Given the opening of the Chafic Abboud restospective in Paris this month, Christie’s is fortunate to offer Abboud’s (Lebanese, 1926-2004) Les Fleurs de Février from 1998 with an estimate of $50,000-70,000 / AED 190,000-220,000 – Lot 18.
Contemporary works are led by an exuberant three-dimensional Untitled work by Nabil Nahas (Lebanese, b. 1949) which has raised clusters of hypnotic spirals and starfish protruding from the picture in luminous vibrant colours. The effect is created by adding powdered pumice to acrylic paint and the heavily encrusted, brightly coloured organic shapes which repeat themselves refer to the repeated use of a single pattern found in Islamic art (estimate: $80,000-100,000 / AED 300,000-360,000 – Lot 37 – shown here). His work appears in prestigious public collections such as the Metropolitan Museum of Art in New York, the Boston Museum of Fine Arts, the Pennsylvania Academy of Fine Arts, Philadelphia, the Flint Institute of Art, Michigan and Mathaf in Doha.
Another exceptional contemporary piece is by the talented young artist Ayman Baalbaki (Lebanese, b. 1975) Let A Thousand Flowers Bloom. The title is taken from a speech made by Chairman Mao in 1957 and was a slogan used in the 1960s and 1970s by leftist and nationalistic Arab parties in Lebanon and around the Arab world as an expression of optimism and hope for the future. The work is in oil, painted on upholstery fabric and mounted on a lit glass box work, (estimate: $50,000-70,000 / AED 190,000-250,000 – Lot 36).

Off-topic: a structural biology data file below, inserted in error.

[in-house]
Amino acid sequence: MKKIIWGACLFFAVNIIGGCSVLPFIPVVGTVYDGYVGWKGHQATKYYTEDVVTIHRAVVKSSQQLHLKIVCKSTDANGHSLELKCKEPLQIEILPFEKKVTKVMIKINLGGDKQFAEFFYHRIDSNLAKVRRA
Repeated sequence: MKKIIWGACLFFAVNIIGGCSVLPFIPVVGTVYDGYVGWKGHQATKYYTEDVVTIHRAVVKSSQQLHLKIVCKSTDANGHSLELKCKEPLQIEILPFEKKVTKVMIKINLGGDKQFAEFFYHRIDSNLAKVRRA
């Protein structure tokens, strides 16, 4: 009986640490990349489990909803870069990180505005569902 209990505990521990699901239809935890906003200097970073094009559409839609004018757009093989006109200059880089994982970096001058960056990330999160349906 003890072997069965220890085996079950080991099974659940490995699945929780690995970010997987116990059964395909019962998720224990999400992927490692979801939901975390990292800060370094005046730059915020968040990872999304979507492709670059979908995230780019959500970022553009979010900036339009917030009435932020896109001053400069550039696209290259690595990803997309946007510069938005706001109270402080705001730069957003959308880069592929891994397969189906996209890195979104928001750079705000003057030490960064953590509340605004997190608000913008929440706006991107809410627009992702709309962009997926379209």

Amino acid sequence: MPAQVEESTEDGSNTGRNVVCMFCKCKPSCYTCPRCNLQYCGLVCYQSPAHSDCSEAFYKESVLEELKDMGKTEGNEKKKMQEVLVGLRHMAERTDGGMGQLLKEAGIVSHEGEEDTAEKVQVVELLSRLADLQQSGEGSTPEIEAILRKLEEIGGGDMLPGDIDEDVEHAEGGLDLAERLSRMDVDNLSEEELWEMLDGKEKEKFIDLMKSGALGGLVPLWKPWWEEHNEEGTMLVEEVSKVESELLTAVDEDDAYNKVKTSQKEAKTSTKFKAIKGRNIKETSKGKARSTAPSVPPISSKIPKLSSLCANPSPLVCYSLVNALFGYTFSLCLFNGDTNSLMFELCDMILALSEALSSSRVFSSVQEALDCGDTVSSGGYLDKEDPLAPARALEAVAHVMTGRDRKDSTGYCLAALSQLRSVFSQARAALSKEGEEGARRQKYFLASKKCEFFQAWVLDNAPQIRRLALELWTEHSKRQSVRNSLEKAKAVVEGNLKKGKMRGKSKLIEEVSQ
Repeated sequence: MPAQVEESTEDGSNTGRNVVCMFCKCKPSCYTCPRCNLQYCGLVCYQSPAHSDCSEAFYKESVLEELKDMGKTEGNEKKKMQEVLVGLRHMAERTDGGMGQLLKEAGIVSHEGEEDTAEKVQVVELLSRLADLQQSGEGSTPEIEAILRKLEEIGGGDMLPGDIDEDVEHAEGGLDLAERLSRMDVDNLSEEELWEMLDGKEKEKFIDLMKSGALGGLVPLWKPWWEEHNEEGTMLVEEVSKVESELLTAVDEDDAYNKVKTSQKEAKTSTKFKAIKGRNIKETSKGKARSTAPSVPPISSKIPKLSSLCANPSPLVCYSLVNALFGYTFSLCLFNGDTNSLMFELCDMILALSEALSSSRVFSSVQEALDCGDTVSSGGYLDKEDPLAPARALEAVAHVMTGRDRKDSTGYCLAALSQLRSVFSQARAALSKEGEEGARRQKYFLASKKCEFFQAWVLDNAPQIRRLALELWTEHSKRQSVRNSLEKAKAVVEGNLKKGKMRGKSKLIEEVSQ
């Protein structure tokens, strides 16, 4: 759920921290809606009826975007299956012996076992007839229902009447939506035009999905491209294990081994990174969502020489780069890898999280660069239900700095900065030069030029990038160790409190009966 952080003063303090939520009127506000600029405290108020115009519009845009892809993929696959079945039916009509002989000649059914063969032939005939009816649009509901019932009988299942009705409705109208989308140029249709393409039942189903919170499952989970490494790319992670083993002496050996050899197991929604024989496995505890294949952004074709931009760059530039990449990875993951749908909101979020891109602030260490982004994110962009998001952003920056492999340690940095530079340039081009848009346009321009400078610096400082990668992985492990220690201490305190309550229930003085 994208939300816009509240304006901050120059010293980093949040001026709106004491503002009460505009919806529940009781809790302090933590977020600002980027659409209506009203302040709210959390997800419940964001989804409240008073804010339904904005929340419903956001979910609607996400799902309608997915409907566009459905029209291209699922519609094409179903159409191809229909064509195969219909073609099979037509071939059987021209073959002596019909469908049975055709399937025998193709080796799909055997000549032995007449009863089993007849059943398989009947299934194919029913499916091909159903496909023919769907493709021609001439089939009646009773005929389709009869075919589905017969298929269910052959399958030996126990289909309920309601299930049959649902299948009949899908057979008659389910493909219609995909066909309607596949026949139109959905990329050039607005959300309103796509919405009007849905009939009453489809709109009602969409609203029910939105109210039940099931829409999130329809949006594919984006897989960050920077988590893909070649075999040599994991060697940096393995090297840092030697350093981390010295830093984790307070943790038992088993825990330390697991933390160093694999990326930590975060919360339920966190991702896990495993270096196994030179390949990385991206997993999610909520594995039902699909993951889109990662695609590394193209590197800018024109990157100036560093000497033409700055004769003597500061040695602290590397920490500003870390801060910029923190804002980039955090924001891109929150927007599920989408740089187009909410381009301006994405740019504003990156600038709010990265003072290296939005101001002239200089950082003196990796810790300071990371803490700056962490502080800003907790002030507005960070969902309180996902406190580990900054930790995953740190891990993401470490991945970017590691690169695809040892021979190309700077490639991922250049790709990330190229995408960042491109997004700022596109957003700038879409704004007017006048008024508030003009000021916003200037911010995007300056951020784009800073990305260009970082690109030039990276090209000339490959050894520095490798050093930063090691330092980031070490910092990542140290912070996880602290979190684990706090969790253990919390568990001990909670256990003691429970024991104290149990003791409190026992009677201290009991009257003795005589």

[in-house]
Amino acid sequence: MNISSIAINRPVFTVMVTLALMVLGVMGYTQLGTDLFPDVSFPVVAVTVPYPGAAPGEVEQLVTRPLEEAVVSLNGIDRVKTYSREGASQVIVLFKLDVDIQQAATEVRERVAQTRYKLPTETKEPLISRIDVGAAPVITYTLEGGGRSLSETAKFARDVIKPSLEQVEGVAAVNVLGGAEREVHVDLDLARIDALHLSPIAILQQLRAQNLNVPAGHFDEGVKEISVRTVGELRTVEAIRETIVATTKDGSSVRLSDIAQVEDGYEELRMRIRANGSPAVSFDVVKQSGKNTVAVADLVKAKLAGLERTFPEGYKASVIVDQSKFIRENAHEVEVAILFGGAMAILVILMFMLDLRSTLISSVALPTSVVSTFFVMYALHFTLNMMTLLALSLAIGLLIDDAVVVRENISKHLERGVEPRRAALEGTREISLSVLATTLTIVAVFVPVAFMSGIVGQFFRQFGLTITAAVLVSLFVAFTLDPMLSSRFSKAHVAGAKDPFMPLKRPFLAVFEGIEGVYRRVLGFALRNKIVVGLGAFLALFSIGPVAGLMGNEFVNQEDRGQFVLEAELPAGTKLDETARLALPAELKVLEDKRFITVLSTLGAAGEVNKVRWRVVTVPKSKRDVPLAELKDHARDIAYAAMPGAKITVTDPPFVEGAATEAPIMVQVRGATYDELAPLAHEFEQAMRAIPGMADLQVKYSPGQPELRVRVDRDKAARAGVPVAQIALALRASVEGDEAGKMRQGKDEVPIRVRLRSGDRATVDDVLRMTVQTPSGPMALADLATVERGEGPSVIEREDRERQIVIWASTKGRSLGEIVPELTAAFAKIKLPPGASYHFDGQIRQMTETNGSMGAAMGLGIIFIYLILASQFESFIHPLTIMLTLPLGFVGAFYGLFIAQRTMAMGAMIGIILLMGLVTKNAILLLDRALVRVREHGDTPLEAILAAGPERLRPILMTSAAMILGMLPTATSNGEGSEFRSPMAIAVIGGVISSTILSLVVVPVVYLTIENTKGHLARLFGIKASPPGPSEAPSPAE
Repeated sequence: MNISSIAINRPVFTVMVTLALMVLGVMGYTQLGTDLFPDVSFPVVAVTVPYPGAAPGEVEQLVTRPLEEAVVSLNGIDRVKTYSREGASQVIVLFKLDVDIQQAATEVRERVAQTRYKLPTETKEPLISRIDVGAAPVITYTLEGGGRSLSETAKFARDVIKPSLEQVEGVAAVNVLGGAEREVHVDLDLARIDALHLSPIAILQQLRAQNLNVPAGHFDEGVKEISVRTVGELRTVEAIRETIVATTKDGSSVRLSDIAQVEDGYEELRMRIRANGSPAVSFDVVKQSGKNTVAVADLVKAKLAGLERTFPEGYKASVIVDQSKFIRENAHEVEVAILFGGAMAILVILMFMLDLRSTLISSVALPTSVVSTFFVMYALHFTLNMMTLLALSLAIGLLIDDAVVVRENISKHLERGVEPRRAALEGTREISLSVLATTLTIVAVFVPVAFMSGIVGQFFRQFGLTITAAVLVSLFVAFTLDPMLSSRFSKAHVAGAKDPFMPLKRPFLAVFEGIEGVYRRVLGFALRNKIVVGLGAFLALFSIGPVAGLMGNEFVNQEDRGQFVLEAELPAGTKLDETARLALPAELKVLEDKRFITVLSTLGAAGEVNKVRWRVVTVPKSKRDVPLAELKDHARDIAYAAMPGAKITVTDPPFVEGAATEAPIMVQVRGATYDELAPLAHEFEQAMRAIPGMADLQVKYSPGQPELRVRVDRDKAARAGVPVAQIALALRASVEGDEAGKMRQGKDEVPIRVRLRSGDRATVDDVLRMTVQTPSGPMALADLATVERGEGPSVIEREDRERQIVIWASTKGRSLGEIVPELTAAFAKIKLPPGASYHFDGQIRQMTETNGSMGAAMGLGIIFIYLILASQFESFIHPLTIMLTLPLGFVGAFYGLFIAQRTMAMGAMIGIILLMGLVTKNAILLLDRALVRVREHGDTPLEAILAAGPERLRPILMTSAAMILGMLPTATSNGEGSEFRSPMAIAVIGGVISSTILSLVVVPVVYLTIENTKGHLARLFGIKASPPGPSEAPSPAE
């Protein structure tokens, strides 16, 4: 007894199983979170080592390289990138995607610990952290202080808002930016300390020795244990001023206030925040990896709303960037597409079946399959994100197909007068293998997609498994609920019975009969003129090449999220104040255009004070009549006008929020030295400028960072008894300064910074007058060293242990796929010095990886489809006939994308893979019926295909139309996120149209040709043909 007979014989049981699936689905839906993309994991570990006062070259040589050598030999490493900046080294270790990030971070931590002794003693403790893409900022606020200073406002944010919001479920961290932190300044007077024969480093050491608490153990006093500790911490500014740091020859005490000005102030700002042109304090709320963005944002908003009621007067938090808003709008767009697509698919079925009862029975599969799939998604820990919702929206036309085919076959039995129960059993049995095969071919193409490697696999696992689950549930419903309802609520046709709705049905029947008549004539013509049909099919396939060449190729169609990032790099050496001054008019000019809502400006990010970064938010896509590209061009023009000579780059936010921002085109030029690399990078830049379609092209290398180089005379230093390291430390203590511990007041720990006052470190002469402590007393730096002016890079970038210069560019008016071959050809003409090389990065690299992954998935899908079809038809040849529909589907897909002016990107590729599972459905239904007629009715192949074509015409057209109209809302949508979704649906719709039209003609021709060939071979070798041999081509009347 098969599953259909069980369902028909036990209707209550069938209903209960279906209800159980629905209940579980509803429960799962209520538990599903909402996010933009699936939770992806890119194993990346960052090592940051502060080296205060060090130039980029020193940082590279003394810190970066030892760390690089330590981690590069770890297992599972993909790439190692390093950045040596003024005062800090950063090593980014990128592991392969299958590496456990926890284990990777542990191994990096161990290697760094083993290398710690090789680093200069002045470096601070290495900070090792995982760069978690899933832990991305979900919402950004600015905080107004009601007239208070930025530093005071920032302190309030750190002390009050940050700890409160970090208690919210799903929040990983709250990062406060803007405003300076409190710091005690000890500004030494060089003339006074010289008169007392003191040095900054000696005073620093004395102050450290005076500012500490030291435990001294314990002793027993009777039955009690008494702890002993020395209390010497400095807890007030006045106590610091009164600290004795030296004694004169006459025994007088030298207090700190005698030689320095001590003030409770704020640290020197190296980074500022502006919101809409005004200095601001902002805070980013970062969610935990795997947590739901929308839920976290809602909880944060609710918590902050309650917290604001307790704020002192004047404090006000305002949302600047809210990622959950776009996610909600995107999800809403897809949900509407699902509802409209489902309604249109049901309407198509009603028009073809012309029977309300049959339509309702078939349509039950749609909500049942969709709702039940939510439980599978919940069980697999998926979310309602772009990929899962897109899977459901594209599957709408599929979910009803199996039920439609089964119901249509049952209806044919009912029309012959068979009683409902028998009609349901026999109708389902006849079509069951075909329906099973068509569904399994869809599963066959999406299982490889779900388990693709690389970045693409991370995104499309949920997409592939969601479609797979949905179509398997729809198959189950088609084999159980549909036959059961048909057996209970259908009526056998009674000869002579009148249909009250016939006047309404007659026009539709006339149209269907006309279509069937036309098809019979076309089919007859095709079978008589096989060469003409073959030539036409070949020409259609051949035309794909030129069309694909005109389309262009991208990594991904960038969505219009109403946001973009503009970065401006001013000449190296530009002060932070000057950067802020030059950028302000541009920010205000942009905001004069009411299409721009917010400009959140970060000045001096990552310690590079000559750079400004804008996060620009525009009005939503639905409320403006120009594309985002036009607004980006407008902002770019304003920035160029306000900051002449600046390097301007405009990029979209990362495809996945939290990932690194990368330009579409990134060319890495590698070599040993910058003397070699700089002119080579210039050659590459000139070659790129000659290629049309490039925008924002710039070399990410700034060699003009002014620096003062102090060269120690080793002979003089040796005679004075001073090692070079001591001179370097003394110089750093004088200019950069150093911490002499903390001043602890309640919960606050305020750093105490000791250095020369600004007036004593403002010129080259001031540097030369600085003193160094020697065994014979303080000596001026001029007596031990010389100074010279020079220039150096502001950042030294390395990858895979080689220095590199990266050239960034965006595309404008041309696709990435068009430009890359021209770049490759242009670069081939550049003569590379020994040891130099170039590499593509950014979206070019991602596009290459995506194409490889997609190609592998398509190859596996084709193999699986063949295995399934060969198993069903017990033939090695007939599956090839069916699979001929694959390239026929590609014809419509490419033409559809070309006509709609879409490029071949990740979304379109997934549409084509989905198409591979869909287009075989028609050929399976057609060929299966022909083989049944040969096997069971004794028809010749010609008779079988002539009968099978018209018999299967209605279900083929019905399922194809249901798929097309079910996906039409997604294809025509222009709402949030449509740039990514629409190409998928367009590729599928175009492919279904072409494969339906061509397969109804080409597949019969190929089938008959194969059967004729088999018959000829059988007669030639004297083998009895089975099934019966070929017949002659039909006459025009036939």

A charming sculpture of Boy Carrying a Cloud by Nadim Karam (Lebanese, b. 1957) uses multi-coloured buttons to form the body and white ones for the cloud, a symbol of the lives of nomads who travel beneath the constantly changing sky (estimate: $20,000-25,000 / AED 73,000-91,000 – Lot 39 – shown here).
A painting by the celebrated Syrian artist Fateh Moudarres (Syrian, 1922-1999), showing a group of figures, arranged symmetrically is one of the highlights of the sale. The composition is quite clearly inspired by the city of Damascus, the striped patterning reminiscent of the walls of Mamluk buildings in Damascus, constructed in the ablaq technique, with alternate courses of black basalt and lighter stones. Here the stripes appear on the bodies of the figures in the crowd, so these figures are merged with the fabric of the city. It is estimated at $120,000-150,000 / AED 440,000-550,000 – Lot 5 – shown here. By Louay Kayyali is Seated Old Man, painted in 1974 and estimated at $60,000-80,000 / AED 220,000-290,000 – Lot 59.
A contemporary work by Youssef Abdelke (Syria, b.1951) entitled Pear 2 and painted in 2007 is typical of the artist’s way of glorifying the simple things in life. Showing a single pear on a plate with drawings of the same composition pinned to the wall behind, it is a homage to Abdeleke’s grandmother who covered the walls of her home with pictures of her children and loved ones. He has also included a self-portrait on one of the pinned-up images, the only work in the series where he chose to add this detail (estimate: $30,000-40,000 / AED 110,000-150,000 – Lot 15).